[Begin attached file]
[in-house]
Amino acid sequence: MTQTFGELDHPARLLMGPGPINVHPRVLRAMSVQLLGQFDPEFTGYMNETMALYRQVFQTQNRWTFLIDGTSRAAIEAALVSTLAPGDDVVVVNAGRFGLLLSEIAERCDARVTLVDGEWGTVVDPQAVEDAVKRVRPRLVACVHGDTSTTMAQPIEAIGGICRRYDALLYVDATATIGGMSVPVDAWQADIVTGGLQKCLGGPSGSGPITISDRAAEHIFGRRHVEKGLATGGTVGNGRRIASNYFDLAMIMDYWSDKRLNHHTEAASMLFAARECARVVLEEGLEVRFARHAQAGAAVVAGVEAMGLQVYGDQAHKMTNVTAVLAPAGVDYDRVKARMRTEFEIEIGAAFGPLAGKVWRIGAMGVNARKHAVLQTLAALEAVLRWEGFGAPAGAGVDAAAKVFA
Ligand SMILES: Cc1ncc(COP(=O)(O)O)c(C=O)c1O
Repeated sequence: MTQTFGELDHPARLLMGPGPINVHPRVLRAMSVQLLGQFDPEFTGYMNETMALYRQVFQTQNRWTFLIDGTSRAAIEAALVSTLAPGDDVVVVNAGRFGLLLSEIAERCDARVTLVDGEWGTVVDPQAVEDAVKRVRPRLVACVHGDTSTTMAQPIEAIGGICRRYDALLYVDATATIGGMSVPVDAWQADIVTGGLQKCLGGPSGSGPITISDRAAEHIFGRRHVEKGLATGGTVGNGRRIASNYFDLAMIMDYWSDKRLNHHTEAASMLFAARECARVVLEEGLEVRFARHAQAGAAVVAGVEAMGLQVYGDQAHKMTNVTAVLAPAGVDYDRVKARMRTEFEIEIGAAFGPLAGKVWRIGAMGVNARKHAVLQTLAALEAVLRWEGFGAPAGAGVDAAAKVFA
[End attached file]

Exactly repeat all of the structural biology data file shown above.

[in-house]
Amino acid sequence: MTQTFGELDHPARLLMGPGPINVHPRVLRAMSVQLLGQFDPEFTGYMNETMALYRQVFQTQNRWTFLIDGTSRAAIEAALVSTLAPGDDVVVVNAGRFGLLLSEIAERCDARVTLVDGEWGTVVDPQAVEDAVKRVRPRLVACVHGDTSTTMAQPIEAIGGICRRYDALLYVDATATIGGMSVPVDAWQADIVTGGLQKCLGGPSGSGPITISDRAAEHIFGRRHVEKGLATGGTVGNGRRIASNYFDLAMIMDYWSDKRLNHHTEAASMLFAARECARVVLEEGLEVRFARHAQAGAAVVAGVEAMGLQVYGDQAHKMTNVTAVLAPAGVDYDRVKARMRTEFEIEIGAAFGPLAGKVWRIGAMGVNARKHAVLQTLAALEAVLRWEGFGAPAGAGVDAAAKVFA
Ligand SMILES: Cc1ncc(COP(=O)(O)O)c(C=O)c1O
Repeated sequence: MTQTFGELDHPARLLMGPGPINVHPRVLRAMSVQLLGQFDPEFTGYMNETMALYRQVFQTQNRWTFLIDGTSRAAIEAALVSTLAPGDDVVVVNAGRFGLLLSEIAERCDARVTLVDGEWGTVVDPQAVEDAVKRVRPRLVACVHGDTSTTMAQPIEAIGGICRRYDALLYVDATATIGGMSVPVDAWQADIVTGGLQKCLGGPSGSGPITISDRAAEHIFGRRHVEKGLATGGTVGNGRRIASNYFDLAMIMDYWSDKRLNHHTEAASMLFAARECARVVLEEGLEVRFARHAQAGAAVVAGVEAMGLQVYGDQAHKMTNVTAVLAPAGVDYDRVKARMRTEFEIEIGAAFGPLAGKVWRIGAMGVNARKHAVLQTLAALEAVLRWEGFGAPAGAGVDAAAKVFA